Loch Lomond and the Trossachs National Park

Itching to get out into the wilderness? Some of the finest scenery in the whole of the UK is only a couple of hours away from Edinburgh’s city centre. Hire a car in Edinburgh and take an epic road trip to the outdoors paradise of Loch Lomond and the Trossachs.


Located in the heart of Scotland, Loch Lomond and the Trossachs National Park covers approximately 720 square miles of rugged terrain. Half of the Scottish population live within an hour of the park, making it a doddle to get to.

Some 15,000 people are even luckier and live within the park boundaries, although humans are certainly outnumbered by animal species in this part of Scotland. Criss-crossed by fifty rivers and home to dozens of lochs, the park’s fresh water sources are inhabited by many fish species, including trout, pike perch, salmon, char, and even an ancient fish species dating from the Ice Age, the powan. Or go scouting for bigger, furrier beasts – deer, ospreys and otters abound.

As for the landscapes, this is Scotland at its most epic – ancient forests, remote moorlands and nearly 40 miles of spectacular coastline are all straight out of Disney’s Brave. Here’s how to hit the road and chase a bit of the Scottish wild.


Edinburgh to Loch Lomond via Glasgow

To reach the national park from Edinburgh set out west on the M8 towards Glasgow. Bypass the city and head to Balloch following the A82. Balloch is located 70 miles away from Edinburgh and is a convenient gateway to Loch Lomond and the Trossachs National Park. Once in Balloch, you can pick up free leaflets and maps from the National Park headquarters or from the Visit Scotland office. The A82 follows the western edge of the lake offering great views over the loch’s islands, like Inchmurrin, which will appear on your right soon after you leave Balloch.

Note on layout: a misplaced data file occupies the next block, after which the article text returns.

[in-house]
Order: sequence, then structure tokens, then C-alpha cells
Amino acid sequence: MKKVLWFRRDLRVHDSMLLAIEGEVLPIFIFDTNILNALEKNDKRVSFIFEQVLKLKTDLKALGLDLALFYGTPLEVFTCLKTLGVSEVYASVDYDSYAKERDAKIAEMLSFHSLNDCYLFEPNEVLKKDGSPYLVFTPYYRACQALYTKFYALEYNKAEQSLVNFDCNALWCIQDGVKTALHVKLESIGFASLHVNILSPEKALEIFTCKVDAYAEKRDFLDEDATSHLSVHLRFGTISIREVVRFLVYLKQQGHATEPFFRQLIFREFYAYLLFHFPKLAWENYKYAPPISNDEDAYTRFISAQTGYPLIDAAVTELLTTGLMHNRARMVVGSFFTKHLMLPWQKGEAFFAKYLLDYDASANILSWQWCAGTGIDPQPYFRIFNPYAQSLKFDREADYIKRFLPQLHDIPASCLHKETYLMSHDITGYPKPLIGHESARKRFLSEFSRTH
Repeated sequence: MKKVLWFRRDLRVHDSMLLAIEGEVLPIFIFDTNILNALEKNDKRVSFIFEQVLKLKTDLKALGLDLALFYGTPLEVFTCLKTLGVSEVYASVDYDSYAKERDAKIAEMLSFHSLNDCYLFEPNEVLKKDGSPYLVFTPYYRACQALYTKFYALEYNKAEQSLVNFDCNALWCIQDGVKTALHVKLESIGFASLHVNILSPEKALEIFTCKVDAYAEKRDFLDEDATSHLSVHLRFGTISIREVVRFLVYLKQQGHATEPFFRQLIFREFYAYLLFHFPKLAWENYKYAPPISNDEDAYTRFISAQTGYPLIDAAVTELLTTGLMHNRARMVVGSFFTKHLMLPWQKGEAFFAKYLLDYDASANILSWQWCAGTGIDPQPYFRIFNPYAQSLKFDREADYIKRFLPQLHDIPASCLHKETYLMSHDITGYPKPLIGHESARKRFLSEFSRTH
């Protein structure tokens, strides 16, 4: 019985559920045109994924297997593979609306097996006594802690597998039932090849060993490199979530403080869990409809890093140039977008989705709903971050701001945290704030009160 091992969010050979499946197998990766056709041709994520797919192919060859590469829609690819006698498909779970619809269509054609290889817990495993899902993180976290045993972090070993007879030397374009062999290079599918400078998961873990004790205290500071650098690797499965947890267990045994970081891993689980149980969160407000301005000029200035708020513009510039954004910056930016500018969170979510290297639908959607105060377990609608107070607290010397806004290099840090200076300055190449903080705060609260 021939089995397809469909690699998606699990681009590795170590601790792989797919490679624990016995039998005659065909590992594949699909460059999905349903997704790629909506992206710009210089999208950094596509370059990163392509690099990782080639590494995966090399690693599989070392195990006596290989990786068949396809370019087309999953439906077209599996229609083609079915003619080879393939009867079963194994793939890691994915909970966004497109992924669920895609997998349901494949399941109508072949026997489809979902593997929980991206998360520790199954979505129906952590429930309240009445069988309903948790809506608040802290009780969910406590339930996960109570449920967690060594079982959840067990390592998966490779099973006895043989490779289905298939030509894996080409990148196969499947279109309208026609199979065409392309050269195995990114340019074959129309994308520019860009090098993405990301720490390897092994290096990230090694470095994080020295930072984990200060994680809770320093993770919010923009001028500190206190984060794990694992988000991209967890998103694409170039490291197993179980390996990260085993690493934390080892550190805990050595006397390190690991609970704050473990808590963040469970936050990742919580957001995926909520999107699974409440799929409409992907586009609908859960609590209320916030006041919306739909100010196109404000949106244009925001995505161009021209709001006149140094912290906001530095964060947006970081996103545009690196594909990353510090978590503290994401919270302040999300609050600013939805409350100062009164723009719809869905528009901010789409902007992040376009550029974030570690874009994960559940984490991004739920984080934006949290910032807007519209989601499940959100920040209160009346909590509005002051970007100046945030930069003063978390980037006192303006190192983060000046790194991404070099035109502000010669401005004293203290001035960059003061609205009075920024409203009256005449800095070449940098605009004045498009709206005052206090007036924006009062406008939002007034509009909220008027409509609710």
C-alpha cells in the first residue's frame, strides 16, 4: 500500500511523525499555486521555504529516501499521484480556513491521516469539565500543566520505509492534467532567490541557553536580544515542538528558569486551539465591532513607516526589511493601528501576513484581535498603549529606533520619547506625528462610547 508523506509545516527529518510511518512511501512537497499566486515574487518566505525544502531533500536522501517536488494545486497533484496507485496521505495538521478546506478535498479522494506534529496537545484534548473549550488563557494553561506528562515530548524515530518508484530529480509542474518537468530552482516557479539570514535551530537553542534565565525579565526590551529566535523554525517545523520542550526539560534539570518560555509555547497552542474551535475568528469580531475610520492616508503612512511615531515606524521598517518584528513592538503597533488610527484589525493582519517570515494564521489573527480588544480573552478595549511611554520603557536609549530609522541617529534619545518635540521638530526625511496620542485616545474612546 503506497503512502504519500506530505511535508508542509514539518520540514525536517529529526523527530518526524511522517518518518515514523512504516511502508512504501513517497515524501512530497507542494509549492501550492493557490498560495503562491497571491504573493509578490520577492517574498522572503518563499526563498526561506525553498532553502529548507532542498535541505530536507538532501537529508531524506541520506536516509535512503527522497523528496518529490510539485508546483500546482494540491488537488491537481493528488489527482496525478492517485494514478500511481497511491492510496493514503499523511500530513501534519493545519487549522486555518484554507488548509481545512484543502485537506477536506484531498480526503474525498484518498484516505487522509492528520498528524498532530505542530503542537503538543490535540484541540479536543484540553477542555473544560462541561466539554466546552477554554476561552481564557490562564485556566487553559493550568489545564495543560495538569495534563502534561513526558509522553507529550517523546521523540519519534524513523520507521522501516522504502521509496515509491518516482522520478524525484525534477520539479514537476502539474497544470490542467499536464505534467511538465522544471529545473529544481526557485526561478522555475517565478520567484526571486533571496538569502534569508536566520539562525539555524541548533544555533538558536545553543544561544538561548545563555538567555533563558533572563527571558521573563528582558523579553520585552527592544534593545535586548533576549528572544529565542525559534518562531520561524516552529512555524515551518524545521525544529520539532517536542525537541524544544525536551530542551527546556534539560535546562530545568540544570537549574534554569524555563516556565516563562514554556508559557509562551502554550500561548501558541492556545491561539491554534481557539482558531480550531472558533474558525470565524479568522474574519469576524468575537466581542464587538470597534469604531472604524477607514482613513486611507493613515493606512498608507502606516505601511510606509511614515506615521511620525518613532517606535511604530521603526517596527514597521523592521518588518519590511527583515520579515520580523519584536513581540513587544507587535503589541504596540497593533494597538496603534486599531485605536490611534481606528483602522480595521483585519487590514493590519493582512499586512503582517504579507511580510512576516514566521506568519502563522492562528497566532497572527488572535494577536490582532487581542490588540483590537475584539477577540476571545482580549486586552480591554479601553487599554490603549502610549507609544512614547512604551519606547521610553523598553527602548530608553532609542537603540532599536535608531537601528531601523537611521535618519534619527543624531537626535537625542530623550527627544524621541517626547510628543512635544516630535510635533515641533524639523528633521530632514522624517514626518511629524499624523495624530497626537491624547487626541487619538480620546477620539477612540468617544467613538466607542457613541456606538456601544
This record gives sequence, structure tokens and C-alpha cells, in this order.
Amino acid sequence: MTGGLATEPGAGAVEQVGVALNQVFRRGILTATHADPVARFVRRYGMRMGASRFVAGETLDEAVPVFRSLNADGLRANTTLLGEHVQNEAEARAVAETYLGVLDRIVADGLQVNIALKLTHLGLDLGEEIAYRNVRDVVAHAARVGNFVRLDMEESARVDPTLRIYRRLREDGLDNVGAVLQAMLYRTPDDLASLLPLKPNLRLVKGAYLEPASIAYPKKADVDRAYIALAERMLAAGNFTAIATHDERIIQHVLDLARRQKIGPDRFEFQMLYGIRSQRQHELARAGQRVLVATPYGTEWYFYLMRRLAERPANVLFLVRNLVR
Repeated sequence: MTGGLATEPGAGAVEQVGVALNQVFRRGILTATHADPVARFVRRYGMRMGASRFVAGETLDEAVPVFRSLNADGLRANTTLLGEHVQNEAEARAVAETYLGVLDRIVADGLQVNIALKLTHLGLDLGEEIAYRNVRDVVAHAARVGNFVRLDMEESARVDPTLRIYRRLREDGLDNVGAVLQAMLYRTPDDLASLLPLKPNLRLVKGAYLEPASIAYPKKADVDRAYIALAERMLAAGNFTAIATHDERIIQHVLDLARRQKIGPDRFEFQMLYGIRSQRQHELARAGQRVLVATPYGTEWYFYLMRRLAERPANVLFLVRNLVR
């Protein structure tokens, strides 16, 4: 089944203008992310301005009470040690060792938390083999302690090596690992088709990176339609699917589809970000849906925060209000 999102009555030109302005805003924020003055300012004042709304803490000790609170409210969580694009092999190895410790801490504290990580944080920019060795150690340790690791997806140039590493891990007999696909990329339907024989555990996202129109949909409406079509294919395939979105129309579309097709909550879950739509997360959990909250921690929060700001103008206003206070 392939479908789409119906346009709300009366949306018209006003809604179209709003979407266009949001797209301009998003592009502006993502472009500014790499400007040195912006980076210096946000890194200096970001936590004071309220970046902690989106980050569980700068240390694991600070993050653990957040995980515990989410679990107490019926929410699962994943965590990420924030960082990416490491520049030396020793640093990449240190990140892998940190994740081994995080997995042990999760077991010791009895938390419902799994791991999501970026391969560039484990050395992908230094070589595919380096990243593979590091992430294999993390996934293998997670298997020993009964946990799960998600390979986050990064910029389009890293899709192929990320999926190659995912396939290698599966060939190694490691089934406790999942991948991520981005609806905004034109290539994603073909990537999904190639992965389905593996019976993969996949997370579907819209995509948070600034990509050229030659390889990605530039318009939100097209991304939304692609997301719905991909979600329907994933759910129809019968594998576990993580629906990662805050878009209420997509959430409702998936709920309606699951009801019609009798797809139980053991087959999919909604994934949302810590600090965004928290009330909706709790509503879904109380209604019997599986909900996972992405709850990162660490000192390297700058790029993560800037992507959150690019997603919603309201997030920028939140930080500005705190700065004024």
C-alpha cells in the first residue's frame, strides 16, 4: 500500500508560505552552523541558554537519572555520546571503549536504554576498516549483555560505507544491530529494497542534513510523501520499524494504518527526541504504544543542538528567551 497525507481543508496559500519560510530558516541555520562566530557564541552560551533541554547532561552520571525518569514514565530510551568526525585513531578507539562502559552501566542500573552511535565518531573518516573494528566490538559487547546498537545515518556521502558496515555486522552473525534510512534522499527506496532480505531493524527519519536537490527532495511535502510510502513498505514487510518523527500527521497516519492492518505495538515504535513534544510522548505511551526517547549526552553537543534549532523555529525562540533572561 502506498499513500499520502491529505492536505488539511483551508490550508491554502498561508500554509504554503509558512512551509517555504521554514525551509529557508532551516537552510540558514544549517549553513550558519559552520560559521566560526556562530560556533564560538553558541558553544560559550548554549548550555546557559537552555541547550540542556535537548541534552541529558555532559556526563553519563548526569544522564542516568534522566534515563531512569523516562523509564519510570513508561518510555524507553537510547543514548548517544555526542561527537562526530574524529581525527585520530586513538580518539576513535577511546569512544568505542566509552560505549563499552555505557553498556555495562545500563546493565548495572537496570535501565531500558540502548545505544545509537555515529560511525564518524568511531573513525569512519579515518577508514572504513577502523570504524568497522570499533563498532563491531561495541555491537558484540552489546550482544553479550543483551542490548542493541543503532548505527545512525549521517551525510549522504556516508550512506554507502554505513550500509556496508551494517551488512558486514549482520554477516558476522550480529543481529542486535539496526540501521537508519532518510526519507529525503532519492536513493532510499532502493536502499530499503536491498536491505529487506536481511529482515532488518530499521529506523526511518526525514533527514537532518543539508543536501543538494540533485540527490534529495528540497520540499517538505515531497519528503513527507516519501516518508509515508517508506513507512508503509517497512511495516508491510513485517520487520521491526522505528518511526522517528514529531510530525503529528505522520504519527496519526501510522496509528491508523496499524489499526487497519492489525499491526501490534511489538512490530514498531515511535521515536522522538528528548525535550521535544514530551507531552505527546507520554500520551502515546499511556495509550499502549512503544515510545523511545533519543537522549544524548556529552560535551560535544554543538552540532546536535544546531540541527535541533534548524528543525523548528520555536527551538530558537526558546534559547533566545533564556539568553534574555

A few miles down the road you will come across Luss, a traditional Scottish settlement that has been recently listed as a conservation village. Formerly inhabited by Vikings, soldiers, and monks, today Luss is a compulsory stopping point for visitors to Loch Lomond due the great vistas that can be had from the pier.

As you continue driving north, you will soon come to spot the unmistakable silhouette of Ben Lomond. At the crossroads of the A82 and the A83 you have the option of taking a detour and visit Arrochan. The town is popular among hill walkers and mountaineers and therefore has a well-developed tourist infrastructure. Arrochan is a great place to stop for lunch and to sample the best of Scottish cuisine at the town’s inns and restaurants.


Edinburgh to Loch Lomond via Stirling

Another option is to drive on the M9 towards Stirling and enter the park via the A84 at Callander. This is a particularly scenic route suited to those who appreciate wilderness landscapes. As you leave Callander, you will feel as if you were driving into a labyrinth of mountains, rivers, waterfalls, and lochs. A small country road takes you through Loch Vernachar, Loch Achray, and Loch Ard, before ending up at the shores of magnificent Loch Arklet. There is a little cafe near Vernachar which offers idyllic views of the surrounding landscape.

Alternatively, you can continue north on the A84 driving past Loch Lubnaig, which enjoys a spectacular setting right in the heart of the Trossachs. The further north you drive, the more dramatic and wild the landscape becomes, so don’t be surprised if you have the road all to yourself until you reach Killin, a charming Highlands village on the banks of River Lochay. From Killin, you can easily drive to Perth and back to Edinburgh.


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